Tuesday, April 22, 2014

The English Language, Pedantry and Libertarianism

Actually this subject bores me to tears, but here goes.

Daniel Kuehn links here to a group of libertarians who seem to want to reclaim the word “liberalism” from “progressive” or “left” liberals and demand that it be restricted to “classical liberalism.” Why? Because the modern sense betrays the original meaning, or so the argument goes (though whether the broad range of opinions within Classical liberalism is even representative of modern libertarianism seems highly dubious, to begin with).

This is rather like Austrians having a fit because the word “inflation” has evolved to mean “price inflation” rather than the earlier meaning of “monetary inflation” (for a debunking of that tired argument, see here).

But, taken seriously, this argument would require that libertarians must abandon the word “libertarian” for their own political movement.

Why is that?

We need only consult that wonderful resource, the Oxford English Dictionary (3rd. edn. 2010).

In its earliest sense, the word “libertarian” seemed to have neither a political nor economic sense, but meant simply “a person who supports the view that human beings have free will” – as opposed to “necessarians” who denied free will (Oxford English Dictionary [3rd. edn. 2010], s.v. “libertarian,” sense A.1).

The first cited use of the word in the Oxford English Dictionary is from 1789 (but of course that may not be the first instance of the word’s use in English).

Therefore if one wants to take seriously the pedantic modern attempts to reclaim “liberalism,” one might just as well complain that modern “libertarians” have misappropriated the word “libertarian.” Therefore let us leave the word “libertarian” to the philosophers!

Of course, this is an absurd argument.

And it is not that we can’t abuse words, or that words cannot corrupt moral discourse, but that words change and develop over time, and anyone who demands that some word in our political or economic vocabulary must be restricted to its original or archaic meaning – as if they have some moral right to ban others’ use of language – is engaged in legerdemain.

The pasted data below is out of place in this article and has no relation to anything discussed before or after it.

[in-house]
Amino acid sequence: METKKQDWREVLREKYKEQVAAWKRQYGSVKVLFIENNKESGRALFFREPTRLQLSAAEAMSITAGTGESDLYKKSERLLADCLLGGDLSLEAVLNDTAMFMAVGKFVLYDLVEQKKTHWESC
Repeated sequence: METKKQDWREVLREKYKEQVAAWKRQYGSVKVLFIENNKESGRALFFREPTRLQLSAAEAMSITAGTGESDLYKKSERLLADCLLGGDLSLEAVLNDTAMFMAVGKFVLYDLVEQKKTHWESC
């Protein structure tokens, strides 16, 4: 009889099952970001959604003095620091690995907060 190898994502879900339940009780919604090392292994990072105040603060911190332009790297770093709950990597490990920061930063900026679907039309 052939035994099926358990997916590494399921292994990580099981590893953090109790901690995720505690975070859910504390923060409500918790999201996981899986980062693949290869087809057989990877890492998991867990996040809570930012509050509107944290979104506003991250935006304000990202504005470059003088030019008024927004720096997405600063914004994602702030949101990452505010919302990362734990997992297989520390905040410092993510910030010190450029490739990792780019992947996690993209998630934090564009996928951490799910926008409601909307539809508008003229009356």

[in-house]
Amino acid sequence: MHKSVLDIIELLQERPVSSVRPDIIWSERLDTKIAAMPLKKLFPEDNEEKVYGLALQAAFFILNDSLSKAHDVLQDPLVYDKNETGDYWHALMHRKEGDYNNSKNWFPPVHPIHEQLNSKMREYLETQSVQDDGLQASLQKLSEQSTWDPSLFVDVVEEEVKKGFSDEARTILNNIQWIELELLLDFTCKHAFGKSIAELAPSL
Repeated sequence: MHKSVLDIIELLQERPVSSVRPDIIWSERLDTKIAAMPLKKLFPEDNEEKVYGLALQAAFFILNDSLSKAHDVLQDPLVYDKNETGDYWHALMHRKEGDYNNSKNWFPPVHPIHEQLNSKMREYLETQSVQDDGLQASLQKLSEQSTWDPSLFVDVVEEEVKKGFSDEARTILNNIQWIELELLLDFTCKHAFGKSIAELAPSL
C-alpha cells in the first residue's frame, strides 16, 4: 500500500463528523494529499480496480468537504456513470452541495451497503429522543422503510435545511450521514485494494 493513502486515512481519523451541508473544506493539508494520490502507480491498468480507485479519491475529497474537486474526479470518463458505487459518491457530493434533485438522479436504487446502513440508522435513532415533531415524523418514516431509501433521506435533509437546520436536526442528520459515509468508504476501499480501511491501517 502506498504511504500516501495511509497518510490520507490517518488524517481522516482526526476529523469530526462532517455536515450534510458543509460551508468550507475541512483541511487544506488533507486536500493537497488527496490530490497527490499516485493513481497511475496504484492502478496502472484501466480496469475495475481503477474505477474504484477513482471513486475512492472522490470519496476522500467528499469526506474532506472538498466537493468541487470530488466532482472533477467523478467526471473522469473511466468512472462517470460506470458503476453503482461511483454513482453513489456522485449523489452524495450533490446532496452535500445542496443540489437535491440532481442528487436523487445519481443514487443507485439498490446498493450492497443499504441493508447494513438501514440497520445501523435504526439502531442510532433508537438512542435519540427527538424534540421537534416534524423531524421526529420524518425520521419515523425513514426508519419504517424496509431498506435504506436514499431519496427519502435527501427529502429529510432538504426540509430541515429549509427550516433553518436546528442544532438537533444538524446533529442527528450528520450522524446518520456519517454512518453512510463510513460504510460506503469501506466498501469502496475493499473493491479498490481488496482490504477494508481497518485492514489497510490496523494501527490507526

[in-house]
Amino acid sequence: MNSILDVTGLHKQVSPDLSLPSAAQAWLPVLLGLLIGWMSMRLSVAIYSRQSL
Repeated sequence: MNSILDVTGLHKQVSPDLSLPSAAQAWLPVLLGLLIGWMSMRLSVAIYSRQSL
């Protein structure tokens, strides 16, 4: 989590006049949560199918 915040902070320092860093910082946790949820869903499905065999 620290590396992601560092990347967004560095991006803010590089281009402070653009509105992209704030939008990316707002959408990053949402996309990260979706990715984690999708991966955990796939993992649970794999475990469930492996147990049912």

Sunday, April 20, 2014

Adam Smith on the Labour Theory of Value

There has been a lot of discussion of the labour theory of value in the comments section lately, a view which, I think, most Post Keynesians reject, and rightly so.

But Marx took the idea that labour is a measure of value and that labour is the cause of value from Ricardo (Robinson 1964: 36), and this idea in turn seems to stem from Adam Smith.

Adam Smith postulated that labour time was the criterion used in primitive societies to determine exchange value:
“In that early and rude state of society which precedes both the accumulation of stock and the appropriation of land, the proportion between the quantities of labour necessary for acquiring different objects seems to be the only circumstance which can afford any rule for exchanging them for one another. If among a nation of hunters, for example, it usually costs twice the labour to kill a beaver which it does to kill a deer, one beaver should naturally exchange for or be worth two deer. It is natural that what is usually the produce of two days’ or two hours’ labour, should be worth double of what is usually the produce of one day’s or one hour’s labour.

If the one species of labour should be more severe than the other, some allowance will naturally be made for this superior hardship; and the produce of one hour’s labour in the one way may frequently exchange for that of two hours’ labour in the other.

Or if the one species of labour requires an uncommon degree of dexterity and ingenuity, the esteem which men have for such talents will naturally give a value to their produce, superior to what would be due to the time employed about it. Such talents can seldom be acquired but in consequence of long application, and the superior value of their produce may frequently be no more than a reasonable compensation for the time and labour which must be spent in acquiring them. In the advanced state of society, allowances of this kind, for superior hardship and superior skill, are commonly made in the wages of labour; and something of the same kind must probably have taken place in its earliest and rudest period.

In this state of things, the whole produce of labour belongs to the labourer; and the quantity of labour commonly employed in acquiring or producing any commodity is the only circumstance which can regulate the quantity exchange for which it ought commonly to purchase, command, or exchange for.” (Smith 1845: 20).
But is there any hard empirical evidence from anthropology and history that this is true?

For example, since hunters usually have different levels of skill and experience, and often success in hunting depends on luck, the hunting time for any particular animal caught could vary considerably. It is simply unclear to me why hunter-gatherers or hunter-horticulturists would have to determine exchange value in such a way, when labour time could vary to a significant degree on each occasion an animal is hunted, and it looks like Adam Smith is engaged in some speculation here that would need to be backed up with a great deal of evidence from anthropology to be taken seriously.

Perhaps that evidence exists, but perhaps not too, like many hoary old myths in economics. I have not yet had a chance to look at the anthropological literature, and so will leave the question open.

Robinson, Joan. 1964. Economic Philosophy. Penguin, Harmondsworth.

Smith, Adam. 1845. An Inquiry Into the Nature and Causes of the Wealth of Nations, Thomas Nelson, Edinburgh.